Bytown Museum: Commissariat BuildingDigital Doors Open Ottawa

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Bytown Museum: Commissariat Building

Ottawa’s oldest stone building, the Commissariat, was constructed as a storehouse during the Rideau Canal’s construction. It has had many landlords but, in 1951, the Women’s Canadian Historical Society of Ottawa (now the Historical Society of Ottawa) made it the home of the Bytown Museum. On June 4, join a free bilingual outdoor “Lock Talks.” will be offered. Register here.

Ottawa’s oldest stone building, the Commissariat, was built in 1827 as a storehouse during the construction of the Rideau Canal. It was commissioned by Colonel By and built by labourers under the direction of stonemason and founder of New Edinburgh Thomas Mackay. The limestone used to build the Commissariat’s 0.8-metre-thick (2.5-foot-thick) walls was quarried locally, and the symmetrical placement of its doors and windows provide a wonderful example of the Georgian architectural style. Its three floors and attic were used to house building materials, and to provide living quarters to officials onsite, revealed by the presence of a Rumford-style fireplace in the third-floor offices. On the first floor, the heavily fortified vault kept black powder, alcohol rations and the money used to pay the workers and soldiers. Over the years, the Commissariat has had many landlords but, in 1951, the keys were handed to the Women’s Canadian Historical Society of Ottawa (WCHSO). Now the Historical Society of Ottawa, the WCHSO made the Commissariat the new home of the Bytown Museum, Ottawa’s oldest community museum, in 1917. The Commissariat underwent a major Parks Canada restoration and renovation in the 1980s to help repair damage and to reinforce the building’s structure, as seen by the inclusion of metal braces and additional wooden beams on the third floor. As part of your Digital Doors Open experience, you can explore highlights from their fascinating online collections, take a virtual tour of the facility (don’t forget your VR glasses), explore the site through the lens of UNESCO’s World Heritage List, learn more about the building by watching the video below, and check Instagram for some new videos (1 and 2).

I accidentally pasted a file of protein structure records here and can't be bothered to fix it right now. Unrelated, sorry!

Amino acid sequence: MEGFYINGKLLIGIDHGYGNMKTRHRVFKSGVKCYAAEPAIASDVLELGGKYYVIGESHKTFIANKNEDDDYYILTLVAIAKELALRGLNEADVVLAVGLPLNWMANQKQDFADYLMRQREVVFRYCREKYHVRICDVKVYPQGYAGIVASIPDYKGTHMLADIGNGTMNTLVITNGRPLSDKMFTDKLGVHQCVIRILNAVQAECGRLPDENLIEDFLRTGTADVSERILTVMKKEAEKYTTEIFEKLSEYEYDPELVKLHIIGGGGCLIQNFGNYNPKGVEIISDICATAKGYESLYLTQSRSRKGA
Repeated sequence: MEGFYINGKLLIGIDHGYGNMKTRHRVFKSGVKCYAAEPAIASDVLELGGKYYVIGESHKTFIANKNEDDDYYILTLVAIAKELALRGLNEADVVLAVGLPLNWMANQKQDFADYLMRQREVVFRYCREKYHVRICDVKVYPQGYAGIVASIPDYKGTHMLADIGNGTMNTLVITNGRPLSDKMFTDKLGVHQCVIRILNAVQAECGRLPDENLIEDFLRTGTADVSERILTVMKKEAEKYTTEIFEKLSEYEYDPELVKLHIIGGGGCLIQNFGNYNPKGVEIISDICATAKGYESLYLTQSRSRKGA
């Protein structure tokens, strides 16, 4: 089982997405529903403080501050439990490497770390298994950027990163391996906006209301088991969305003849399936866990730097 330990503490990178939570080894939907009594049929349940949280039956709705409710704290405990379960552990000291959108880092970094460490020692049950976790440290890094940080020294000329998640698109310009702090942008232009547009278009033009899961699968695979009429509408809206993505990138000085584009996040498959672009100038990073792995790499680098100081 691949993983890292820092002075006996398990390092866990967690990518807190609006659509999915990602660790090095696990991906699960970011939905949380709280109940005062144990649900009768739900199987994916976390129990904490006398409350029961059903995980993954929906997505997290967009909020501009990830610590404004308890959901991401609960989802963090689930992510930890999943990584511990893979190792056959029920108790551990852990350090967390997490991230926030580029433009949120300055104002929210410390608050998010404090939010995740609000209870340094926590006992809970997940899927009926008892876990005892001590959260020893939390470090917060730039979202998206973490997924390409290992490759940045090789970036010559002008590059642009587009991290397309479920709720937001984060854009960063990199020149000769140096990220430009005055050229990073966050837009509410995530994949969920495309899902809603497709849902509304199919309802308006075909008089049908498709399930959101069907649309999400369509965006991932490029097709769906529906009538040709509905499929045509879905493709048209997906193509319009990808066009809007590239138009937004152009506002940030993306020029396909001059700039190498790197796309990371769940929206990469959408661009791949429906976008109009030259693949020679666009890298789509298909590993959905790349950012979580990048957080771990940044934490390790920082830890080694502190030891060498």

Contact info

1 Canal Lane
Ottawa, Ontario


Year built: 1827
Building type:Historical landmarkMuseum
Architect: Thomas Mackay
Architectural style:Georgian

Dates/hours open

Jun 04, 10:00am - Jun 05, 04:00pm

Saturday: 10 a.m. to 4 p.m.